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Prime Time to Practice Lessons on Safe Spraying

Prime Time to Practice Lessons on Safe Spraying
Be sensitive to crops around you.

Several windy days have hampered farmers from getting fields sprayed, including some they've already planted. With a few rainy days thrown in, a farmer doing his own spraying has been forced to pick his days carefully this spring.

One farmer did a deed worth praising. Knowing the wind was borderline, and knowing some farmers raise non-GMO soybeans which would be susceptible to generic Roundup, he contacted his neighbor to make sure they were Roundup-Ready soybeans emerged in the field next to where he would be spraying. In this case, they were. Nevertheless, the neighbor was impressed that his friend bothered to ask and make sure before he sprayed first, then asked. At that point, had the soybeans not been Roundup Ready, the damage would have been done.

Spray drift is likely to become more of an issue as DowAgroSciences seeks to bring 2.4-D resistant crops to the market in the very near future. 2,4-D is one of those herbicides which can drift off-target if not used properly. The company is supposedly working on ways to minimize drift issues. Introduction of the product to the commercial market is still a year or so away.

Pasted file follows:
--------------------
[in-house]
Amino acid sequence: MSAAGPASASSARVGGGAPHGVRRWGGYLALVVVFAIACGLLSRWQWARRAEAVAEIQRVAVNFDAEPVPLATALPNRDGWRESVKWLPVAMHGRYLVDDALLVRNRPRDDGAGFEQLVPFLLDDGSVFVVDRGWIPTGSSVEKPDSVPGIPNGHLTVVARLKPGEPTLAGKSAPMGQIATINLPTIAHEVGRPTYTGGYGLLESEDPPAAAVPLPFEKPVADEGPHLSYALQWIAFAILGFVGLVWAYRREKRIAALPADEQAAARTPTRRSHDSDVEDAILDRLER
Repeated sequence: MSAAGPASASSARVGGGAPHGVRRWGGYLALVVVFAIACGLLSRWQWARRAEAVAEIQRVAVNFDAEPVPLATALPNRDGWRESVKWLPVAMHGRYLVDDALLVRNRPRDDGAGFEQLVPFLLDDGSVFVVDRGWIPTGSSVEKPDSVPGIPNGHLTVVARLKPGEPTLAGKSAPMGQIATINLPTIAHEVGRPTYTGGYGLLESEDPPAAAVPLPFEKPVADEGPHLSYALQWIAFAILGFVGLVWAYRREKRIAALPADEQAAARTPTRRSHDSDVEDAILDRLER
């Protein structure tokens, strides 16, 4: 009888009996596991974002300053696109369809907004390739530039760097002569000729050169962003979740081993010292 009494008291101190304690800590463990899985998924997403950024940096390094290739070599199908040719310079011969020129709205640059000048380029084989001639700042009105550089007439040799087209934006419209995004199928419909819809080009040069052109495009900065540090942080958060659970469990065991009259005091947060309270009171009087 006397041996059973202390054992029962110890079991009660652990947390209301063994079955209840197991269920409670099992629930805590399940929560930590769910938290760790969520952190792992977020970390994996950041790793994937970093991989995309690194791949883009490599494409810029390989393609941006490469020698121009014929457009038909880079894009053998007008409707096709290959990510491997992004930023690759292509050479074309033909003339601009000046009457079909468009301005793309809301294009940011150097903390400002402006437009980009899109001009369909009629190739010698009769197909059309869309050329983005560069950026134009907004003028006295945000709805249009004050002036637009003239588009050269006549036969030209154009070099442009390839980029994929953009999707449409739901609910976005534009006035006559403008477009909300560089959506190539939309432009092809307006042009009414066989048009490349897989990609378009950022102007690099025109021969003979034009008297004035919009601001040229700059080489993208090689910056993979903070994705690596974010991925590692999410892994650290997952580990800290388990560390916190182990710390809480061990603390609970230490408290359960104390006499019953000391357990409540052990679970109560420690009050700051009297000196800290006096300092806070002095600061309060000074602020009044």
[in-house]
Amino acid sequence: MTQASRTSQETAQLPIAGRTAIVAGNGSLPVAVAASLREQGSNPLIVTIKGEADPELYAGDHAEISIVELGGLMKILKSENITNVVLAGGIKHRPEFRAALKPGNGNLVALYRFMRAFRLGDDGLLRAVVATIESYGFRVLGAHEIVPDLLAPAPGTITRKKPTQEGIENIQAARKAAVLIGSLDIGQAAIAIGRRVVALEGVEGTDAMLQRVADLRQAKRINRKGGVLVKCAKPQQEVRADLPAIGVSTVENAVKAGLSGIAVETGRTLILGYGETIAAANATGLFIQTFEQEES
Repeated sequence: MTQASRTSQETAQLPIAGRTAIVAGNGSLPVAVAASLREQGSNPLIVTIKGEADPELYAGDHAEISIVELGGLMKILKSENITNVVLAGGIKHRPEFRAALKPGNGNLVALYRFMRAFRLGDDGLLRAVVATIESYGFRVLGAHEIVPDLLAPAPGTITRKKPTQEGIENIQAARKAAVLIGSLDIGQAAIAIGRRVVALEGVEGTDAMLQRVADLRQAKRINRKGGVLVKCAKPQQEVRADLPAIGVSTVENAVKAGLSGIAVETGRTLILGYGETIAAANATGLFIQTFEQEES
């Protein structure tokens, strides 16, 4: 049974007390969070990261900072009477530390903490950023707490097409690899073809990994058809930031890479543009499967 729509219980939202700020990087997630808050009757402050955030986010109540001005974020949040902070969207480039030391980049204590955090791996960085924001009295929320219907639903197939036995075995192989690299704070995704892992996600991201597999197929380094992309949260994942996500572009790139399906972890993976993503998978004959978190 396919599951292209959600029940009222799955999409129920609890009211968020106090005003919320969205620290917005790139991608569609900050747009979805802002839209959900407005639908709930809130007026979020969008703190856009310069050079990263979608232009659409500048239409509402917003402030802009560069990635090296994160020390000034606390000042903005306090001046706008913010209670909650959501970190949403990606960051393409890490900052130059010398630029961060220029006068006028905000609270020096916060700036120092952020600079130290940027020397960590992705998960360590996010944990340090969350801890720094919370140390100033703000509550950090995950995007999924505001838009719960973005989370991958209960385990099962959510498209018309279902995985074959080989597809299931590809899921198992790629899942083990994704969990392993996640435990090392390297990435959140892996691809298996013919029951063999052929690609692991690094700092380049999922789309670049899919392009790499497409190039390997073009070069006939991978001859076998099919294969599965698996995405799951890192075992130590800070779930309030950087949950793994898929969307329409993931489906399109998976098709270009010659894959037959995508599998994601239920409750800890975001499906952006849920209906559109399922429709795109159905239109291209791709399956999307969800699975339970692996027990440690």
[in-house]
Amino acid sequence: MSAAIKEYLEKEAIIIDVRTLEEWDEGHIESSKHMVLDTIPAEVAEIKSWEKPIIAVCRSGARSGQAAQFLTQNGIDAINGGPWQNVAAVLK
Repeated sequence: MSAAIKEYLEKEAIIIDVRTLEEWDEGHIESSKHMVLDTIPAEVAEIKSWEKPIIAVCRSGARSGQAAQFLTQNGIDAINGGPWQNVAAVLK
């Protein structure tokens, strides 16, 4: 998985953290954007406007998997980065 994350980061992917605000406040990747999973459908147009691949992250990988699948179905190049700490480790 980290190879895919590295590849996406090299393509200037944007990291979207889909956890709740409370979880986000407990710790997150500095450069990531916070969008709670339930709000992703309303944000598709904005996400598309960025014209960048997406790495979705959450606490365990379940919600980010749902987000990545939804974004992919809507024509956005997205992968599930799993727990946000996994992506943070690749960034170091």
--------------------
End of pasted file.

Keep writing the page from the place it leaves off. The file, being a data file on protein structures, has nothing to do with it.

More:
Spraying next to sensitive crops is such a big deal for tomato growers like Steve Smith, Tipton, that he sends letters to his neighbors, informing them where he has a sensitive crop growing. He has met some success using the letter.

The other thing Purdue University has done, in cooperation with Red Gold, has developed a registry. It is actually operated through the office of the state Chemist, hosted at Purdue. People who have sensitive crops register them on line. Applicators are urged to register too. A new service this year that should be up and running will located new fields added to the registry and report them to the applicator.

Steve Smith of Red Gold believes getting this program off the ground is crucial. Field losses were astronomical due to spray damage on tomatoes in some instances two years ago. The company, one of the major tomato processors in the country, is strongly backing further development of this registry system.

You can find out more about it at: Started in Indiana in 2008, the program is now being piloted in several surrounding states.

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